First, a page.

Travel Taught Me To Love Myself and Others

“Just try the new toilet seat, you’ll like it. I bought it because it is raised and you’ll be able to stand up with ease”, I explained calmly.

“NO!” Dad stated with a stubborn resolve that I know only too well.

“Look, if you have an accident because you couldn’t make it to the toilet I don’t mind cleaning up, but if you have an accident because you’re too stubborn to use the new toilet seat, I’m not cleaning up after you.”

I was a little ashamed for giving him an ultimatum, but I could not spend another 10 minutes trying to convince him to use the new toilet seat. Sure, I could just take it off and admit defeat, but he’s had problems getting up lately and this seat will help him stand up without help. In my opinion, this is a solution that allows him to still have some independence, and hopefully a little dignity. Although right now he would disagree with me on the dignity aspect of things.

Some days my patience and love for my father feels infinite. Other days they feel a little shaky. It’s not that I don’t love him, I just have days when I to go to a place that is filled with frustration and anger. Thankfully those days are few and far between.


“I’m sorry Mom, but if Dad ever needs total care (eating, washing, bathing, dressing) we’re putting him in a home. I don’t think I can do the things I do all day at the nursing home, not on my own father. It’s too weird.”

It sounds callous, but there you have it. I’d clean a stranger’s ‘family staff and jewels’, but there is no way I’m looking at my father’s, let alone cleaning his! Nope, that was mostly definitely not for me.

It was a time in my life when I was filled with stress and worry. I had panic attacks over being two minutes late and fought to control my life as much as possible. I had spent my teen years trying to melt into the background, unsure of where I belonged, and internally questioning everyone’s true feelings and motives (a side effect of being molested at the age of 7, and hiding it for 10 years until the guilty party had died). Unfortunately, stress and worry seemed normal, and I simply accepted that this was my life. Thankfully I woke up from that twisted reality a few years later, quit my job, and embraced the intoxicating freedom that comes with long-term travel. A foreign concept to my stressed out brain.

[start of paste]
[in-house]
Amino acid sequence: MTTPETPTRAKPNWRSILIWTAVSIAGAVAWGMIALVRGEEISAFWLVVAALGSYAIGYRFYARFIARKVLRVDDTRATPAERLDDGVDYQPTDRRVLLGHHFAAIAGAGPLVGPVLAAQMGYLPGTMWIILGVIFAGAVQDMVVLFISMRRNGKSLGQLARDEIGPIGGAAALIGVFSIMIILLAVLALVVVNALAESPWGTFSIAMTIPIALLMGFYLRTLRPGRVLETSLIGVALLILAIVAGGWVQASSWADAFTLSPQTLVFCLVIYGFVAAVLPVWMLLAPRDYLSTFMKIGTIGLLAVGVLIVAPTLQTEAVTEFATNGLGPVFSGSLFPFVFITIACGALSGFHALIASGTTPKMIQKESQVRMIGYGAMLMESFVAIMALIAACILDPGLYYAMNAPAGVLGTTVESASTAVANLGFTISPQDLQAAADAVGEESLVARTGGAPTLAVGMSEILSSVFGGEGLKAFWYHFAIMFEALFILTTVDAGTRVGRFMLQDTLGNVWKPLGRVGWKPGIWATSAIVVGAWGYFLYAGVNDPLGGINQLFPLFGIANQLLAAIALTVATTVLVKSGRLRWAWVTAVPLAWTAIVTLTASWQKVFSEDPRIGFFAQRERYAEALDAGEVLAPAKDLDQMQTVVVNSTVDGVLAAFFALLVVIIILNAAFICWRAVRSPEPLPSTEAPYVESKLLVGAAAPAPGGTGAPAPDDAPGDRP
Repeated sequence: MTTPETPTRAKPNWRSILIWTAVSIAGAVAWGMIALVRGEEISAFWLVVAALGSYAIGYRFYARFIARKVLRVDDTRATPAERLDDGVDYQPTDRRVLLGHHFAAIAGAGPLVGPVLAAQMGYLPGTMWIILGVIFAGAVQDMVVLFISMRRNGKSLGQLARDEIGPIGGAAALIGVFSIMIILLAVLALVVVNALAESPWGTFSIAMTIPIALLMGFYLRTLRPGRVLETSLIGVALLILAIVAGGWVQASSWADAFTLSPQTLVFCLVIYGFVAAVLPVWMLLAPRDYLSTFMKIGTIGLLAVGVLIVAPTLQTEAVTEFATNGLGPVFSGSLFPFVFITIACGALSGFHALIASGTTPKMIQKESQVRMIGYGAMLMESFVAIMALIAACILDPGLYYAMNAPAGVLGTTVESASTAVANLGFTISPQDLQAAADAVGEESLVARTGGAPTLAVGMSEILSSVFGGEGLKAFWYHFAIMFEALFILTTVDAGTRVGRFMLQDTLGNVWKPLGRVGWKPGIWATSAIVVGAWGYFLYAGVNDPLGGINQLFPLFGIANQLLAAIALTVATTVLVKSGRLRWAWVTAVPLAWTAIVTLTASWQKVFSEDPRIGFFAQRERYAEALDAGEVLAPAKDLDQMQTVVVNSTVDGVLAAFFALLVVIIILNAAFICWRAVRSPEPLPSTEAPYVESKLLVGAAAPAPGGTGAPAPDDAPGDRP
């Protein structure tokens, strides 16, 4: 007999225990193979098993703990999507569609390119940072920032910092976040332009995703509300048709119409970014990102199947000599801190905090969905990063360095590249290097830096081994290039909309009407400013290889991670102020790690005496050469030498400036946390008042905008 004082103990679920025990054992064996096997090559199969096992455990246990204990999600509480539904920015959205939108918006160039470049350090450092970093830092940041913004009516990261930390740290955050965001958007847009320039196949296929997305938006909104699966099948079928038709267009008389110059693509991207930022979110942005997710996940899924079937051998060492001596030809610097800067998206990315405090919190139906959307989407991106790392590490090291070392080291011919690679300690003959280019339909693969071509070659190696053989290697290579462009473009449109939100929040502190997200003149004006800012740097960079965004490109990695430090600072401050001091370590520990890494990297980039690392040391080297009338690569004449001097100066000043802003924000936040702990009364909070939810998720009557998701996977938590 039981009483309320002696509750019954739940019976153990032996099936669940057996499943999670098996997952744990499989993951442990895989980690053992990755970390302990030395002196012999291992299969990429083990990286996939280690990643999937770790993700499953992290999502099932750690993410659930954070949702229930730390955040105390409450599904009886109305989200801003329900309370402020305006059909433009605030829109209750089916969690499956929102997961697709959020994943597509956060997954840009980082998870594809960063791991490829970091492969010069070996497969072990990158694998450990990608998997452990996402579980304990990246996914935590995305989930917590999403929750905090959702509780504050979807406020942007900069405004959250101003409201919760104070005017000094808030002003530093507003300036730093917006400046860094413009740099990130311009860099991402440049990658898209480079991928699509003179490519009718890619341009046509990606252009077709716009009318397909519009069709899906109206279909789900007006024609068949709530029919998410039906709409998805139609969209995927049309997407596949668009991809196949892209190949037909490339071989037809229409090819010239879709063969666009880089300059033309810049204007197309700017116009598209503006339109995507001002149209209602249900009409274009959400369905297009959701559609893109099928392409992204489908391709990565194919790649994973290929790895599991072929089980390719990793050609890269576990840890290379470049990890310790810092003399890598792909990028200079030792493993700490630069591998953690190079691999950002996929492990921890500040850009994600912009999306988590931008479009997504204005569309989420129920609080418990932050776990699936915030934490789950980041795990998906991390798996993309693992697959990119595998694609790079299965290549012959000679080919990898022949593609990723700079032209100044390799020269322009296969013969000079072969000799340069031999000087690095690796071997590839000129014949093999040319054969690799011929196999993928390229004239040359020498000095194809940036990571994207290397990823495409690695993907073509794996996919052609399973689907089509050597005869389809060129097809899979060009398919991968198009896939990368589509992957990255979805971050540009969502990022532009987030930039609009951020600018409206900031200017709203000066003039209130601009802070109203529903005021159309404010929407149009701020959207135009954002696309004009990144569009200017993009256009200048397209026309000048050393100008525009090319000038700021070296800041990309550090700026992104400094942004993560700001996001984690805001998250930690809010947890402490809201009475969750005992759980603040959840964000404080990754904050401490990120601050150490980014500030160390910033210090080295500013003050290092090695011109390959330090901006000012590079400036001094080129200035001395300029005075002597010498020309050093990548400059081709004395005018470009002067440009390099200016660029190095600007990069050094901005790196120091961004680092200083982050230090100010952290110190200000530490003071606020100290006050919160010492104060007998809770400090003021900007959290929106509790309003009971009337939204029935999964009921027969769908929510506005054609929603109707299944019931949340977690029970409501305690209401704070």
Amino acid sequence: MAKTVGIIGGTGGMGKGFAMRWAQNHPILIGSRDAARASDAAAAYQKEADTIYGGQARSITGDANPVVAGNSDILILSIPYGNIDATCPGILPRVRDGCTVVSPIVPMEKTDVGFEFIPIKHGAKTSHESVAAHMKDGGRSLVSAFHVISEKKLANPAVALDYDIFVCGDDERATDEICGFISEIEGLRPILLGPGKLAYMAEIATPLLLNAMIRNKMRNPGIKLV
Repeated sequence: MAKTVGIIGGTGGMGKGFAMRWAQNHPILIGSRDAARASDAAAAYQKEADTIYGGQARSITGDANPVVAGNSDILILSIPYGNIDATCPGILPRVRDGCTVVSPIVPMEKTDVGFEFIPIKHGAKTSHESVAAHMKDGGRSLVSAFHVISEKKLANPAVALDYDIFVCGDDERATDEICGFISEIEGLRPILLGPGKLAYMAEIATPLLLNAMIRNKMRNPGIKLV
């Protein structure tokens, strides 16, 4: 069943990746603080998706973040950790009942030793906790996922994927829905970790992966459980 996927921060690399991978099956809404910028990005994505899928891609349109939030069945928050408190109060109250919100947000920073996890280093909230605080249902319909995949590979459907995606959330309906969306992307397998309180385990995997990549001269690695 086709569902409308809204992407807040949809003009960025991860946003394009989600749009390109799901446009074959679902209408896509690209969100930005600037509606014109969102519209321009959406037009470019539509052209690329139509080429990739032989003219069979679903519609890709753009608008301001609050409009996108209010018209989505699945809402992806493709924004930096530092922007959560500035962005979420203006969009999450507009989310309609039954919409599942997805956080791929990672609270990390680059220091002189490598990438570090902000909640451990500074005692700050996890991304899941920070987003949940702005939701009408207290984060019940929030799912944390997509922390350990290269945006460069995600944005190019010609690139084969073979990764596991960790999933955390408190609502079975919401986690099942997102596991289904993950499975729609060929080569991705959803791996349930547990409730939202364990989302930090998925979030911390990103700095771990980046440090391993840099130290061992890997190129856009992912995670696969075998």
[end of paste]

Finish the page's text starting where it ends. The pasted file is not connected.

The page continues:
In the last four years, I have travelled solo in Southeast Asia, China, Mongolia, Sri Lanka, and in a couple countries in Europe. I’ve taken a 45-day overland tour through Africa with 20 other people (Wow, that was challenging), and attempted to do the Mongol Rally with a total stranger, but only travelled from Prague to Ashgabat. I have had many adventures, and I have learned a couple of valuable lessons, the most important one being love.

Love of self-was the hardest lesson to learn. It is something I have struggled with from the time I was seven years old. I felt loved at home, but nowhere else. I used my work to distract me, but when I no longer had my job as a distraction, I had to face my fears head on. Travel helped me to do that. It wasn’t easy; especially since I am not a skinny girl and I have ginormous boobs, which make me stand out pretty much everywhere I went. I had to learn to not care about what others thought, without becoming bitter. I had to learn to love myself enough to love them, despite the stares and the pointing.

It was not an easy lesson to learn.

Love is hard, especially on the days when anger is close to the surface of our subconscious. There were times during the last four years when I have been frustrated to the point of tears. Times when I hid inside a hostel or hotel, refusing to leave the bed. China, Sri Lanka, Mexico. I’m human, and not perfect (despite the fact that I tell my nieces I am; although I doubt they believe me), and thankfully when I learned to love myself, I learned that being less than perfect is better than being perfect.